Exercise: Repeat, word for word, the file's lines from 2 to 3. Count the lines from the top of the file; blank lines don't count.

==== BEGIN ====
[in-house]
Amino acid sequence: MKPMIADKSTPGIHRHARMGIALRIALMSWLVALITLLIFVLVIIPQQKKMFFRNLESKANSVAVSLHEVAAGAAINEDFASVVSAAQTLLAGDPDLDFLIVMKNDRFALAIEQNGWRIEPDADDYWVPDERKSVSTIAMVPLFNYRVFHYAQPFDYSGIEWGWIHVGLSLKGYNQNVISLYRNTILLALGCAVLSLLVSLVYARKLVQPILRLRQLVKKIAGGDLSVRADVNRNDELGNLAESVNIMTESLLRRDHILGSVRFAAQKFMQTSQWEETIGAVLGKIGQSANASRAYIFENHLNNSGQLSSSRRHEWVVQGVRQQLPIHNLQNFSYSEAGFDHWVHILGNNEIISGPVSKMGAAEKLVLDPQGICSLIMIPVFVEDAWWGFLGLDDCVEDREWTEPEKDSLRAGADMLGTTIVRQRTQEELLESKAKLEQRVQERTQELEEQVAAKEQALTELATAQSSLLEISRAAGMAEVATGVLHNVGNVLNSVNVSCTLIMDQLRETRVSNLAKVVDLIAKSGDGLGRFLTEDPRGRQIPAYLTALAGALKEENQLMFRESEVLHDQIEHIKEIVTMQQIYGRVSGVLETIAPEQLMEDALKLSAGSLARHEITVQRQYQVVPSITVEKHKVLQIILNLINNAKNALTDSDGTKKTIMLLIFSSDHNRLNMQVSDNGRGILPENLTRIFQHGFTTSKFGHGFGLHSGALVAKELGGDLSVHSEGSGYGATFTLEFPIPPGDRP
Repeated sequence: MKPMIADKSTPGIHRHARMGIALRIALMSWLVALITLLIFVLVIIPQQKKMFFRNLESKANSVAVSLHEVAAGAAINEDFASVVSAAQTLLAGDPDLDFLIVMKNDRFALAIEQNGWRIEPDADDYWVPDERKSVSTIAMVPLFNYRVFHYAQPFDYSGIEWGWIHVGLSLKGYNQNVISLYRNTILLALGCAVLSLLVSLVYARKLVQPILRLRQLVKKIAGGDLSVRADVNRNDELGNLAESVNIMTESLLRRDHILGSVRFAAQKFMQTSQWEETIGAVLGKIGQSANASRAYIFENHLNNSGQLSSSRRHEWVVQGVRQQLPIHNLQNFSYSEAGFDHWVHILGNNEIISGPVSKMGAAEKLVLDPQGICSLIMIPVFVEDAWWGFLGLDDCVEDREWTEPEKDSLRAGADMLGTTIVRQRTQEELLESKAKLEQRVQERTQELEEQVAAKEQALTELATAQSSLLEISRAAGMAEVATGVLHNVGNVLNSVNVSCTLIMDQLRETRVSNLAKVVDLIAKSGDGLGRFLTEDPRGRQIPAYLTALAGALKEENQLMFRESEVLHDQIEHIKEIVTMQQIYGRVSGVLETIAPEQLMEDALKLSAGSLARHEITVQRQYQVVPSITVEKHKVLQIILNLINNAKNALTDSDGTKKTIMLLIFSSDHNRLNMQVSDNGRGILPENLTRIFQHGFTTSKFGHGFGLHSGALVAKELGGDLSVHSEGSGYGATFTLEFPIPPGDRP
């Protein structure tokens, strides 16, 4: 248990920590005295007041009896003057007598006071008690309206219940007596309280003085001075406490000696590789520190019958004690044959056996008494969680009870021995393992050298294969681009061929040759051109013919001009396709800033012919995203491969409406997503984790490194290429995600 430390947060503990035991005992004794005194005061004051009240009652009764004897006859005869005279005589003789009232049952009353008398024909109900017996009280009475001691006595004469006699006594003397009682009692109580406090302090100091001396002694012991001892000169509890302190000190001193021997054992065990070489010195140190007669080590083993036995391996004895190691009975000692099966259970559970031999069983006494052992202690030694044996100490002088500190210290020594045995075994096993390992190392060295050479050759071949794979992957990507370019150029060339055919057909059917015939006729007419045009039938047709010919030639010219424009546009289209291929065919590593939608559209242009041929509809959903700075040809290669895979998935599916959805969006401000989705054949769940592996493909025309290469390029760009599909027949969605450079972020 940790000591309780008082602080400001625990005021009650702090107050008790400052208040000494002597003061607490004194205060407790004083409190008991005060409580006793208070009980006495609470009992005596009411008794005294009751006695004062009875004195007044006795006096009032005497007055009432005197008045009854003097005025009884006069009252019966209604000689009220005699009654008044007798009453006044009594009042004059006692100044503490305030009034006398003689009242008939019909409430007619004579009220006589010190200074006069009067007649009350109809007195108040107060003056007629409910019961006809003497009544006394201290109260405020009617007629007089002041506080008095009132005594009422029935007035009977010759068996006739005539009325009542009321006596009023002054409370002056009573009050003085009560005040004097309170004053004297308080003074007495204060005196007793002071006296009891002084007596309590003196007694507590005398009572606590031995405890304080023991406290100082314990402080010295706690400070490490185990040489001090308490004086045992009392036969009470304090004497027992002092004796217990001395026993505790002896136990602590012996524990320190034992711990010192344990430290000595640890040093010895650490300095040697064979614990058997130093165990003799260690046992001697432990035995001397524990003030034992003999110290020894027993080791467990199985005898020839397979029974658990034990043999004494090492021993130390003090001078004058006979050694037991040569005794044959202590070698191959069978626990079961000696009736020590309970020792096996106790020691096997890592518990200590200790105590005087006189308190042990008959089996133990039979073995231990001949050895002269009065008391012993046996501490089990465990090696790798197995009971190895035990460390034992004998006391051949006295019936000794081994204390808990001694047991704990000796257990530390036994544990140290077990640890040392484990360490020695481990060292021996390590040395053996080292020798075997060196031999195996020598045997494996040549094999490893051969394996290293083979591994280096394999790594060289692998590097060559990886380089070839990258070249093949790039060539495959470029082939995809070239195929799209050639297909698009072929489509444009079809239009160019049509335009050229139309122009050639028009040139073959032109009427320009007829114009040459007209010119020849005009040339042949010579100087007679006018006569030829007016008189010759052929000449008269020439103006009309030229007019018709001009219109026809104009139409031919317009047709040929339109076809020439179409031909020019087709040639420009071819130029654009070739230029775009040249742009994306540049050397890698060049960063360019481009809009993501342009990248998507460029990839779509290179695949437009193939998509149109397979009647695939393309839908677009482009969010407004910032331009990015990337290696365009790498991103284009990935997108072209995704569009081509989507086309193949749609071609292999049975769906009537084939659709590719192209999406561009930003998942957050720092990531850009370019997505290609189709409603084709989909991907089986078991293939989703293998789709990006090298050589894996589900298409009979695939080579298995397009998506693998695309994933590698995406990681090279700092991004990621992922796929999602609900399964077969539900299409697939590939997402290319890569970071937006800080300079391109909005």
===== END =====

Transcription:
Amino acid sequence: MKPMIADKSTPGIHRHARMGIALRIALMSWLVALITLLIFVLVIIPQQKKMFFRNLESKANSVAVSLHEVAAGAAINEDFASVVSAAQTLLAGDPDLDFLIVMKNDRFALAIEQNGWRIEPDADDYWVPDERKSVSTIAMVPLFNYRVFHYAQPFDYSGIEWGWIHVGLSLKGYNQNVISLYRNTILLALGCAVLSLLVSLVYARKLVQPILRLRQLVKKIAGGDLSVRADVNRNDELGNLAESVNIMTESLLRRDHILGSVRFAAQKFMQTSQWEETIGAVLGKIGQSANASRAYIFENHLNNSGQLSSSRRHEWVVQGVRQQLPIHNLQNFSYSEAGFDHWVHILGNNEIISGPVSKMGAAEKLVLDPQGICSLIMIPVFVEDAWWGFLGLDDCVEDREWTEPEKDSLRAGADMLGTTIVRQRTQEELLESKAKLEQRVQERTQELEEQVAAKEQALTELATAQSSLLEISRAAGMAEVATGVLHNVGNVLNSVNVSCTLIMDQLRETRVSNLAKVVDLIAKSGDGLGRFLTEDPRGRQIPAYLTALAGALKEENQLMFRESEVLHDQIEHIKEIVTMQQIYGRVSGVLETIAPEQLMEDALKLSAGSLARHEITVQRQYQVVPSITVEKHKVLQIILNLINNAKNALTDSDGTKKTIMLLIFSSDHNRLNMQVSDNGRGILPENLTRIFQHGFTTSKFGHGFGLHSGALVAKELGGDLSVHSEGSGYGATFTLEFPIPPGDRP
Repeated sequence: MKPMIADKSTPGIHRHARMGIALRIALMSWLVALITLLIFVLVIIPQQKKMFFRNLESKANSVAVSLHEVAAGAAINEDFASVVSAAQTLLAGDPDLDFLIVMKNDRFALAIEQNGWRIEPDADDYWVPDERKSVSTIAMVPLFNYRVFHYAQPFDYSGIEWGWIHVGLSLKGYNQNVISLYRNTILLALGCAVLSLLVSLVYARKLVQPILRLRQLVKKIAGGDLSVRADVNRNDELGNLAESVNIMTESLLRRDHILGSVRFAAQKFMQTSQWEETIGAVLGKIGQSANASRAYIFENHLNNSGQLSSSRRHEWVVQGVRQQLPIHNLQNFSYSEAGFDHWVHILGNNEIISGPVSKMGAAEKLVLDPQGICSLIMIPVFVEDAWWGFLGLDDCVEDREWTEPEKDSLRAGADMLGTTIVRQRTQEELLESKAKLEQRVQERTQELEEQVAAKEQALTELATAQSSLLEISRAAGMAEVATGVLHNVGNVLNSVNVSCTLIMDQLRETRVSNLAKVVDLIAKSGDGLGRFLTEDPRGRQIPAYLTALAGALKEENQLMFRESEVLHDQIEHIKEIVTMQQIYGRVSGVLETIAPEQLMEDALKLSAGSLARHEITVQRQYQVVPSITVEKHKVLQIILNLINNAKNALTDSDGTKKTIMLLIFSSDHNRLNMQVSDNGRGILPENLTRIFQHGFTTSKFGHGFGLHSGALVAKELGGDLSVHSEGSGYGATFTLEFPIPPGDRP